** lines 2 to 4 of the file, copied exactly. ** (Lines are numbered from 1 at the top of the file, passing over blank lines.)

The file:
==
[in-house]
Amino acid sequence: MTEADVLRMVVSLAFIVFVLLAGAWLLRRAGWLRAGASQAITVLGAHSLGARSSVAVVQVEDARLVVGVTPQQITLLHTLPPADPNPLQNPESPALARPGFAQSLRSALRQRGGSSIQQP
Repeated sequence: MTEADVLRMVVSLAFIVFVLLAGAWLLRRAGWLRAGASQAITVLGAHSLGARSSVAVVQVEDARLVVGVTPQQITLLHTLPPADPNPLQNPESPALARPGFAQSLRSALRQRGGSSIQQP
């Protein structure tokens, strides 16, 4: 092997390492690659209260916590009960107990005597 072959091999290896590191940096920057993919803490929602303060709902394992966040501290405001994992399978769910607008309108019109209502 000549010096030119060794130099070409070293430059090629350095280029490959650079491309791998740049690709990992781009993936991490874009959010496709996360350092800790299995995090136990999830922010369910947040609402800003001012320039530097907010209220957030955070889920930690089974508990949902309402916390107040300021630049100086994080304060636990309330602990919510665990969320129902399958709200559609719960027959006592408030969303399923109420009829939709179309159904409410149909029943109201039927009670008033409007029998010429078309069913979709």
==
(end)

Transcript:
Amino acid sequence: MTEADVLRMVVSLAFIVFVLLAGAWLLRRAGWLRAGASQAITVLGAHSLGARSSVAVVQVEDARLVVGVTPQQITLLHTLPPADPNPLQNPESPALARPGFAQSLRSALRQRGGSSIQQP
Repeated sequence: MTEADVLRMVVSLAFIVFVLLAGAWLLRRAGWLRAGASQAITVLGAHSLGARSSVAVVQVEDARLVVGVTPQQITLLHTLPPADPNPLQNPESPALARPGFAQSLRSALRQRGGSSIQQP
């Protein structure tokens, strides 16, 4: 092997390492690659209260916590009960107990005597 072959091999290896590191940096920057993919803490929602303060709902394992966040501290405001994992399978769910607008309108019109209502 000549010096030119060794130099070409070293430059090629350095280029490959650079491309791998740049690709990992781009993936991490874009959010496709996360350092800790299995995090136990999830922010369910947040609402800003001012320039530097907010209220957030955070889920930690089974508990949902309402916390107040300021630049100086994080304060636990309330602990919510665990969320129902399958709200559609719960027959006592408030969303399923109420009829939709179309159904409410149909029943109201039927009670008033409007029998010429078309069913979709």